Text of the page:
From The End Of The Lower Mississippi – Cairo, IL
Just wanted to take a moment to reflect on the first leg of our Great River Road journey before we begin the second leg. Our journey began eight weeks ago today; April 1, 2011. During this time we have traveled 1,135 miles from RV park to RV park but have put 4,944 miles on the truck since leaving Pearland 56 days ago seeing the sights along the river thus far.
Our trip so far has taken us into seven states……LA, MS, TN, AR, KY, MO and IL. Out of these seven, we have called three of them our home base on one of the first six stops along the river…….LA, MS & KY. It was our last stop in Paducah that we reached the end of the first leg of the journey when we traveled to Cairo where the Ohio and Mississippi Rivers converge marking the end of the Lower Mississippi River and the beginning of the Upper Mississippi River.
At the point of this confluence the river traveling south; the Lower Mississippi River, has been measured beginning at “zero miles” at a place called the “Head of the Passes” about 96 miles below the city of New Orleans. Therefore at Cairo, IL the Mississippi River has traveled 954 miles after having the waters of the Ohio River join it until it reaches its end at the Gulf of Mexico.
At this same point of the Ohio and Mississippi Rivers merging, the length of the Upper Mississippi River begins at “zero miles” and all markers above Cairo give you the distance from Cairo not from the point the river ends south of New Orleans.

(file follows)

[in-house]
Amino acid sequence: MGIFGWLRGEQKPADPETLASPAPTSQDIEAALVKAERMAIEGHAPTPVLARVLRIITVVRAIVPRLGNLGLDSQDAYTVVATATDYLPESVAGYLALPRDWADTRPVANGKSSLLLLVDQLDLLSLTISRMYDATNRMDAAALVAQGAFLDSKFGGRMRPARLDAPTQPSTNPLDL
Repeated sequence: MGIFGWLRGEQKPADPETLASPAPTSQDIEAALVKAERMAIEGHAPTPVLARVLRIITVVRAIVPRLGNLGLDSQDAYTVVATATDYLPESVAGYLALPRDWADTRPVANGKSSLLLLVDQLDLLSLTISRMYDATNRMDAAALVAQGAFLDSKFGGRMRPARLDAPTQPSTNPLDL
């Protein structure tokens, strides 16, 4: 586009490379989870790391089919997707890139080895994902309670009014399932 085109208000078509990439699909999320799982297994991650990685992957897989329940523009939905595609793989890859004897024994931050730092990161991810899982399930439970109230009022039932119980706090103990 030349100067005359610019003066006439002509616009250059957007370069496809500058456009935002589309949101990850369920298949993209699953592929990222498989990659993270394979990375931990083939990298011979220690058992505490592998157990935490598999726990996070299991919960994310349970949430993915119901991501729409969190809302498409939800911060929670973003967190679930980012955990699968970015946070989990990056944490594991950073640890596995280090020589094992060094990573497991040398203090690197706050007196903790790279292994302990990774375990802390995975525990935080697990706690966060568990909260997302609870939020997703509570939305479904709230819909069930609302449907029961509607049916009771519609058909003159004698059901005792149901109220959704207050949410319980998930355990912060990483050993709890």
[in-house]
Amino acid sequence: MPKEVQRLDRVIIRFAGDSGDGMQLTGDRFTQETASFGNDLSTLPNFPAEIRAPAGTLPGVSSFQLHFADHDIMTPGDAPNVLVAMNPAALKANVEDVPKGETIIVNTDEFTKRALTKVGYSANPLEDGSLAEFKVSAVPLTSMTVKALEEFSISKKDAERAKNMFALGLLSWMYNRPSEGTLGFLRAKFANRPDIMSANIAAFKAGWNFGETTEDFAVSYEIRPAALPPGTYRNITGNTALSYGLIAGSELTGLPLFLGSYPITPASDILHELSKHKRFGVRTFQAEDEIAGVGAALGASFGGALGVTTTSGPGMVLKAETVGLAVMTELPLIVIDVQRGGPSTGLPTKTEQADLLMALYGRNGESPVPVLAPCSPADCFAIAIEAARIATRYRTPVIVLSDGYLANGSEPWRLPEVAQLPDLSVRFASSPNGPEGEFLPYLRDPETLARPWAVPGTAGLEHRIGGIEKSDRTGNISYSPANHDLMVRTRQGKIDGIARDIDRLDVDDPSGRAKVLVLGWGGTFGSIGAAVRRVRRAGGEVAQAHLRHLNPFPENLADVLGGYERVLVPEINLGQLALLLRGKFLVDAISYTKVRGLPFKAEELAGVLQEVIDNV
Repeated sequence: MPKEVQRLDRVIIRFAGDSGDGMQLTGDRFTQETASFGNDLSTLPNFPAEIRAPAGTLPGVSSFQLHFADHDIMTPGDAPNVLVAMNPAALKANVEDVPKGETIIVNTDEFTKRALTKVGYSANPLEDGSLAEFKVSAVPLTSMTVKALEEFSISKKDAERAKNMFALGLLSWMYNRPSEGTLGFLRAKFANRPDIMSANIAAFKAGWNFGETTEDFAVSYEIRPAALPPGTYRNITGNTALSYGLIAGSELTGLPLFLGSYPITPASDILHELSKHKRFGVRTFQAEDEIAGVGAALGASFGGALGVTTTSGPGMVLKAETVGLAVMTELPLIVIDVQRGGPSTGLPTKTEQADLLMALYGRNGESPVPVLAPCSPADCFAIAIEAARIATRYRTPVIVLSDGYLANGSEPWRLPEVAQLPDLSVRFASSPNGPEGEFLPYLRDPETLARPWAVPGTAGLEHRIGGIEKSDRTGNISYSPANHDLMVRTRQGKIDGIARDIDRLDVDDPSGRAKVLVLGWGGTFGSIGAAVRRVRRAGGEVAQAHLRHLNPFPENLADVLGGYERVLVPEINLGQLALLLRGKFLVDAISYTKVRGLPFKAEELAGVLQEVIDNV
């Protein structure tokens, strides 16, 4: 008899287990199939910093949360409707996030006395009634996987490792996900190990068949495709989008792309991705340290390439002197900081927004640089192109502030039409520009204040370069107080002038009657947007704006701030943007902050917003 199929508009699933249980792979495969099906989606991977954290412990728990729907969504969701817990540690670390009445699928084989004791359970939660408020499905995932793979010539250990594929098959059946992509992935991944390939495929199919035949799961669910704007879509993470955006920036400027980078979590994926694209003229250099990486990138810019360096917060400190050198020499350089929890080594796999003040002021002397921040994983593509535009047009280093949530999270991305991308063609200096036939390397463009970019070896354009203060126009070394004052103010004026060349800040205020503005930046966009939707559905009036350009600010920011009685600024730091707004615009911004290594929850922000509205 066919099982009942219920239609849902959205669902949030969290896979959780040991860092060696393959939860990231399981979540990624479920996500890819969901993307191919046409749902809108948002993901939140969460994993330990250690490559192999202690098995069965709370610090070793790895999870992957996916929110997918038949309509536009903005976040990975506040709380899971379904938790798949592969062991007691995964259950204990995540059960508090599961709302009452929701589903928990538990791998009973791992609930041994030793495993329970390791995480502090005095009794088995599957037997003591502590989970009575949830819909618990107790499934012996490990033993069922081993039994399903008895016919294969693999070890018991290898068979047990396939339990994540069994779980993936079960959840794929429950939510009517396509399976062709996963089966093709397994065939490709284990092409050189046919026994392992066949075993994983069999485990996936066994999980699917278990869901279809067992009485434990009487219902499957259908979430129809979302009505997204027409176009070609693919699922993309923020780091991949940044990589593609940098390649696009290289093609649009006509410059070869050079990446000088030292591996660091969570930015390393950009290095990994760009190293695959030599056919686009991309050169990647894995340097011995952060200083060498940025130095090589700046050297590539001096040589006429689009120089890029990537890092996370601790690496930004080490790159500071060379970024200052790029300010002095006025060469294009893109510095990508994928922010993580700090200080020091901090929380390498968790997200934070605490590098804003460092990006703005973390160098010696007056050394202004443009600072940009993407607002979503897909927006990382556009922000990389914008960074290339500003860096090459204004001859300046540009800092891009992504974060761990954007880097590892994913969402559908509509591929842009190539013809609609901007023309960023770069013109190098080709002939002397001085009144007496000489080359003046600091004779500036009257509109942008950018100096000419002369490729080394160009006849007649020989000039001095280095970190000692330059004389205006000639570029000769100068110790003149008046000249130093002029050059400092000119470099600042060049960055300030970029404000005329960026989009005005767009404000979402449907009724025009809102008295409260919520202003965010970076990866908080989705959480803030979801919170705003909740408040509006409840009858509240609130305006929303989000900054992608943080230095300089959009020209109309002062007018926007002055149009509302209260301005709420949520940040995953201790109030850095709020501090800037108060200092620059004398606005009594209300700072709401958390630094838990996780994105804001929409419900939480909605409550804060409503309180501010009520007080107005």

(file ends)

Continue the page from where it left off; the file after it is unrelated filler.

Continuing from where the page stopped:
An example of this mileage would be that Hannibal, MO is located at mile marker 309 on the Upper Mississippi River meaning it is 309 miles from Cairo, IL. Since Cairo, IL is 954 also mile marker 954 on the Lower Mississippi River, Hannibal, MO is (309 + 954) 1,263 statute miles from the Gulf of Mexico. By the way all Mississippi River miles are posted and mapped as statute miles not nautical miles.
The Lower Mississippi River has many physical differences than the upper. The land along the river is mostly flat with high levees along the shoreline to protect the towns behind them. A lack of marinas for great distances makes travel for power boats of any travel distance impossible. In this lower course, the river is generally anywhere from a little over one-half mile to a mile wide with the navigation channel being anywhere from 9 to 12 feet deep. Everything is big on this portion of the river including the sight of towboats pushing twenty or more barges at a time navigating them around the huge sweeping bends common on the Lower Mississippi River.
An experience that only this year of 2011 could offer someone traveling the Great River Road is the tremendous flooding along this river…..setting records that have not been broken for many decades. As we traveled the Lower Mississippi River we have witnessed this devastation as our travels have coincided with this record breaking flood year.
At this point in our travels along this Mighty River, we have encountered the antebellum mansions standing as great monuments to the old south when cotton was king, the roots of Blues music in Memphis and rural Mississippi and some of the Civil War’s most famous battlegrounds. We are looking forward to exploring the “Second Leg” of the river as we continue this journey. Our trip still has another eight stops before reaching the “Head Waters” in Minnesota in late July and I know many new sights and discoveries lay ahead of us.